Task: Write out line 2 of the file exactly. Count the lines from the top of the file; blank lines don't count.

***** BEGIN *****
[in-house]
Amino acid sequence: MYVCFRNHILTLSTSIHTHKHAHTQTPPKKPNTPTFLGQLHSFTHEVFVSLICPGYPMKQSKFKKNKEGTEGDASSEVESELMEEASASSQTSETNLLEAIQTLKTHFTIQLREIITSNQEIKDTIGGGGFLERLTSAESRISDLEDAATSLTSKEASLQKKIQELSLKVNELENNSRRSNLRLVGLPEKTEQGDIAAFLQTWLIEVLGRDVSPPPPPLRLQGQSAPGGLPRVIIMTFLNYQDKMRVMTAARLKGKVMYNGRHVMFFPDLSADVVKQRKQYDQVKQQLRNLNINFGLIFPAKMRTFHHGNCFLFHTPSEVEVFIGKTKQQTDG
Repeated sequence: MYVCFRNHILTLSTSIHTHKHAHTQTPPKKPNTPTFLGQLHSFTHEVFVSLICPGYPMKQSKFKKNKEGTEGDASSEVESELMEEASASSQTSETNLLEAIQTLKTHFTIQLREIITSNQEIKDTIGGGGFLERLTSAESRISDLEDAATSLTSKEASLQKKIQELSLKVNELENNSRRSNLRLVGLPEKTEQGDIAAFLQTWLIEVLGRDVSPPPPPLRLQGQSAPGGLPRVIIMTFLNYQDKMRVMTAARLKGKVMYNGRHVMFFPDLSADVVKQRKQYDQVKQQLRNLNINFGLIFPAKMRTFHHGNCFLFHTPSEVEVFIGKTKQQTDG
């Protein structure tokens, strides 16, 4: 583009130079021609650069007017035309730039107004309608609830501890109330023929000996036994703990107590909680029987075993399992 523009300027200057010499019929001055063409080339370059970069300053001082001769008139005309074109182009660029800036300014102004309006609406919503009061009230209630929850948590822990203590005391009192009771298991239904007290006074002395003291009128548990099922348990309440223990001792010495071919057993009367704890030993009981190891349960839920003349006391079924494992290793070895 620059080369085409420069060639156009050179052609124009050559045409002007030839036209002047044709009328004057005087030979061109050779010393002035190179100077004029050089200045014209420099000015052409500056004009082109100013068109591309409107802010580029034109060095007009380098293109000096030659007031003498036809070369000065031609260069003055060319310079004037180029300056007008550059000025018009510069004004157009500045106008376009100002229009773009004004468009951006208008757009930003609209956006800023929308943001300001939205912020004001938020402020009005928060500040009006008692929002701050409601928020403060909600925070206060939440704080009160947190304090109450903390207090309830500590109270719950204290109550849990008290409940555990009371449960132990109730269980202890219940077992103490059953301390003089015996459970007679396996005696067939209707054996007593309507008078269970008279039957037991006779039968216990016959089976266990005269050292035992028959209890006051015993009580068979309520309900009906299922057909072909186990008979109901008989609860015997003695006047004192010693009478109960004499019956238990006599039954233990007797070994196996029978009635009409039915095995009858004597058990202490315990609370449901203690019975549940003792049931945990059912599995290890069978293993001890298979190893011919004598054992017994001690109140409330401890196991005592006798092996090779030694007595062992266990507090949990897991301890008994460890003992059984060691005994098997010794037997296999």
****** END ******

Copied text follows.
Amino acid sequence: MYVCFRNHILTLSTSIHTHKHAHTQTPPKKPNTPTFLGQLHSFTHEVFVSLICPGYPMKQSKFKKNKEGTEGDASSEVESELMEEASASSQTSETNLLEAIQTLKTHFTIQLREIITSNQEIKDTIGGGGFLERLTSAESRISDLEDAATSLTSKEASLQKKIQELSLKVNELENNSRRSNLRLVGLPEKTEQGDIAAFLQTWLIEVLGRDVSPPPPPLRLQGQSAPGGLPRVIIMTFLNYQDKMRVMTAARLKGKVMYNGRHVMFFPDLSADVVKQRKQYDQVKQQLRNLNINFGLIFPAKMRTFHHGNCFLFHTPSEVEVFIGKTKQQTDG